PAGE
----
I generally have trouble buying in when it comes to high-profile guest stars, particularly in comedies. The constant guest stars in Friends seemed to drag that series down in the later years and we all know the problems with 30 Rock and its constant stream of famous people adding little to the comedy or the plot. Gimmicks like superstar stunt casting seem to work the least successfully in sitcoms, that’s just the way it is.
However, even though I knock Modern Family too much according to some of you on Twitter (I’m trying to be better at that, by the way) one of the things I think the series has done really well is integrate its guest stars. I guess being away from New York (Friends) and the media (30 Rock) allows this series to also stay away from having actors play themselves or even make nods to the famous personas. Edward Norton, Elizabeth Banks and Benjamin Bratt were well-integrated last season somehow the series made Nathan Lane funny and not annoying for the first time in a long time earlier this season. Modern Family knows how to do guest stars.
With all that said it is therefore not shocking that James Marsden and to a lesser extent Jami Gertz fit pretty damn well into the Family universe. The series has been smart to recruit or bring on high-profile actors who A.) are actually decent actors and/or B.) don’t have such larger off-screen personas so that they can slip into a quick, small role with relative ease. Most people recognize James Marsden, but it’s not like he’s Brad Pitt coming on to an episode of Friends or Jennifer Aniston coming on to an episode of 30 Rock or even Cougar Town.
Thus, Marsden’s little bit here as a homeless hippy kind of dude living in Lily’s princess castle works relatively well. It’s not as if Marsden is the stand-out performer in the episode nor does he get the biggest laughs, but he isn’t obnoxious and he doesn’t take anything away from the episode. A number of people could have played his role, but he does a fine job and he is believable as a charming wanderer that catches the eye of both Cam and Mitchell. And really, Marsden’s character serves to tell a story about the two of them and how they always seem to react to strangers differently. It’s the same sort of uptight vs. loose beats the series always plays with in reference to these characters, but it always works — and it does here as well. Both Cam and Mitchell get to be the fool here and by the end recognize they’re both kind of wrong and kind or right.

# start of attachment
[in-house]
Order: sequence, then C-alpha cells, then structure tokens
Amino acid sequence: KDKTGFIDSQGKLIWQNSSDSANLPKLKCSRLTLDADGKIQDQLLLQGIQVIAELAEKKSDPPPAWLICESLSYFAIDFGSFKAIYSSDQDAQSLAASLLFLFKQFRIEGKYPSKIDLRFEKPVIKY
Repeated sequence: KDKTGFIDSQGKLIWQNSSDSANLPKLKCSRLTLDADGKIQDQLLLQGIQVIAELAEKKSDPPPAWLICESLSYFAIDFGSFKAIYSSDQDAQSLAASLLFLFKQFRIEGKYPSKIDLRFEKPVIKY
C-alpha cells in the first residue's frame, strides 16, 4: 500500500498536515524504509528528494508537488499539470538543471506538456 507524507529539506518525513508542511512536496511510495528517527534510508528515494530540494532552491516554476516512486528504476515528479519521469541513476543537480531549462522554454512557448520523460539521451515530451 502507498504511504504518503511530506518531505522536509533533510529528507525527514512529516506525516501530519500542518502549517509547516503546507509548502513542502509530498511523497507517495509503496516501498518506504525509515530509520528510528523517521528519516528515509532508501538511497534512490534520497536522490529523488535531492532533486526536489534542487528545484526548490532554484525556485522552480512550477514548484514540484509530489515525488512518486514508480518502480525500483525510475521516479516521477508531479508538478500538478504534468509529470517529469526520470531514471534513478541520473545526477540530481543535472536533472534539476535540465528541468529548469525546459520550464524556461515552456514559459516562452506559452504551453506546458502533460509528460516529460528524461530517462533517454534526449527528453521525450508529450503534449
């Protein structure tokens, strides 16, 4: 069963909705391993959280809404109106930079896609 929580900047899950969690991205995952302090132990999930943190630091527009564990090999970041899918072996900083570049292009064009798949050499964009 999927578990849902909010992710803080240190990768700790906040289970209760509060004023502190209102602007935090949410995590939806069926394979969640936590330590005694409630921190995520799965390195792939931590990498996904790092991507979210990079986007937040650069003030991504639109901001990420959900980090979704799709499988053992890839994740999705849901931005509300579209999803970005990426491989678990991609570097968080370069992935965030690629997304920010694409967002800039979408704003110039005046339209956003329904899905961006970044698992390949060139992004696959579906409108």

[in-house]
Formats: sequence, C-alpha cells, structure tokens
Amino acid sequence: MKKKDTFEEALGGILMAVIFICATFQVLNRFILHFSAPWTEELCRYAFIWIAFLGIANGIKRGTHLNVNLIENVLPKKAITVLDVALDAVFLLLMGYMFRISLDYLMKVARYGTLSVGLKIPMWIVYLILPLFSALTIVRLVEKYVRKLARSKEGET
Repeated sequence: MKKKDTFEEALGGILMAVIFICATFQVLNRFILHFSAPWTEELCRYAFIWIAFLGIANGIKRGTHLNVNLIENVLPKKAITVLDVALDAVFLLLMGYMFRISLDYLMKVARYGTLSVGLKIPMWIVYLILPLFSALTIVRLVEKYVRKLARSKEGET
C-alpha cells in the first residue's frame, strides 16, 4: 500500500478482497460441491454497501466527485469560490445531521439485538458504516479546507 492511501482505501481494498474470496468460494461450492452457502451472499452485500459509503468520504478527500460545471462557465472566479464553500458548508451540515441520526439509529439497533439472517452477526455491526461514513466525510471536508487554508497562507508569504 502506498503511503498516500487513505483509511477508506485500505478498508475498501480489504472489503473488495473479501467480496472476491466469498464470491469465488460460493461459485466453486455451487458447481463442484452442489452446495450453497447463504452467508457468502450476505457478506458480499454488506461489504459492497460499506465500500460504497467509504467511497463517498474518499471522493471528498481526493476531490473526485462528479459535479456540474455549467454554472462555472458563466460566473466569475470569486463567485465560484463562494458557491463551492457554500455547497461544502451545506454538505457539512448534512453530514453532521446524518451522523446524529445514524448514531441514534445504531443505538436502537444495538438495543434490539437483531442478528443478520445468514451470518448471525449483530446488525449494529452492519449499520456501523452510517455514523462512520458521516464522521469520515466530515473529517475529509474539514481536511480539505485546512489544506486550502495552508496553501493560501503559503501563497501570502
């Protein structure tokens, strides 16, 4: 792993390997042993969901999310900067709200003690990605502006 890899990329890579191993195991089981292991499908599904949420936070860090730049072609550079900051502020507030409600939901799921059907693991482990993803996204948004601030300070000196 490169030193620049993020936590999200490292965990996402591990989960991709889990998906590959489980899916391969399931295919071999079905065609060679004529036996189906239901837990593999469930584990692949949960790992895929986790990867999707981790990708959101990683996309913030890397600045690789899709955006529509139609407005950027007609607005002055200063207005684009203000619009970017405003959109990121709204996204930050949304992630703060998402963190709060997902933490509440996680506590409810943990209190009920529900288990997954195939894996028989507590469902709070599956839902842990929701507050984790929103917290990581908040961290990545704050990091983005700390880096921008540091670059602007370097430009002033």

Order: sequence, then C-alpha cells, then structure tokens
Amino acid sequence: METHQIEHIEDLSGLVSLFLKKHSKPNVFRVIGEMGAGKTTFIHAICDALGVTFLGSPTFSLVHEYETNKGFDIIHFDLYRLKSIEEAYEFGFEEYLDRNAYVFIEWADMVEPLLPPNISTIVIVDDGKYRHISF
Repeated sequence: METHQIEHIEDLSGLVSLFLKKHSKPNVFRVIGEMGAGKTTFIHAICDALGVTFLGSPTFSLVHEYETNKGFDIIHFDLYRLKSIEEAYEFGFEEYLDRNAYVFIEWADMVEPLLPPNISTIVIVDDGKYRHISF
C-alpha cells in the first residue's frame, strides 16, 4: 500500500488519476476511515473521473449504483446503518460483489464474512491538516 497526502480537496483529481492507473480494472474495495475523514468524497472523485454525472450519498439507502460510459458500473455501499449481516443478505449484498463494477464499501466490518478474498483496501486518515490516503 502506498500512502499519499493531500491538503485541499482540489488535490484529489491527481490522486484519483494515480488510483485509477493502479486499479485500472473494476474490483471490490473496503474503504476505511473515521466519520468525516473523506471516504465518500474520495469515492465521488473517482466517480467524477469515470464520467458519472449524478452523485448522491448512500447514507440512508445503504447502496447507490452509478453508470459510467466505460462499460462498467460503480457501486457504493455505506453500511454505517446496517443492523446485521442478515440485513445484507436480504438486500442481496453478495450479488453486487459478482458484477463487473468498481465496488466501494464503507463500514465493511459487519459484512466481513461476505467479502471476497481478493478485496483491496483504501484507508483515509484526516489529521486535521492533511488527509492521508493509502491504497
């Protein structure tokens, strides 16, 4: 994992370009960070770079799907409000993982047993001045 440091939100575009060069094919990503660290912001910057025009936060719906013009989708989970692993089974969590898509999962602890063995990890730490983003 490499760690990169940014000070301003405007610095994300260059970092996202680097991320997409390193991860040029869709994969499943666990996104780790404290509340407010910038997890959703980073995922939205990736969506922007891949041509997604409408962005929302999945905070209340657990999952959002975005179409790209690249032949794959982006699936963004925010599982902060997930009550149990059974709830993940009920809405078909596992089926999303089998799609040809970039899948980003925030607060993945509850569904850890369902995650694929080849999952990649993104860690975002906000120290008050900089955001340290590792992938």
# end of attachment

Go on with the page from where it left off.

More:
Gertz is obviously less of a star, but she’s surely familiar to most viewers from her recent time on Entourage or the glorious Still Standing and like Marsden, she has a nice little bit in this episode that more or less serves as a catalyst to tell a short and sweet story about Phil and Claire. Mrs. Dunphy is enraged that a crazy person is driving her sports car too fast in the neighborhood, but of course that person just happens to be Phil’s new client, someone who can help him become the top salesman of the quarter for the first time in eight quarters. Clearly, Phil is put in an awkward situation and that’s where we like him best. He tries to lie, it doesn’t work, but thankfully there is no big blow out between the two ladies in the end. A few times this season Claire has been something of a jealous shrill like Gertz’s character claims she is, but this episode smartly avoids that characterization. Claire finds out that Phil lied, but there isn’t a big deal made about it. The less big and obvious Modern Family is, the better.
Finally, the Pritchett’s have a fun little story of their own that doesn’t add up to much, but again, I kind of like that. Manny doesn’t know how to ride a bike because Gloria never taught him due to her random fear of being grabbed. There’s little substance to this story, but it also doesn’t try to riff too hard on stereotypes or make some grand statement. It’s simply funny that Gloria can’t ride a bike and it’s even more funny to watch Luke’s ingenious teaching method of shooting her with a water gun until she rides perfectly.
Guest stars aside, there’s something about Modern Family that’s undeniable, especially when it puts together small-scale episodes like this one. I find myself more annoyed with the series when it tries to comment on issues or social circumstances, but when it delivers beats like Claire going through the Jay Pritchett bike checklist before chasing down the speeding neighbor or Gloria being terrified about the random person walking down the street, I can’t help but adore it. This isn’t the best episode of Modern Family‘s second season, but it’s a fun start to 2011.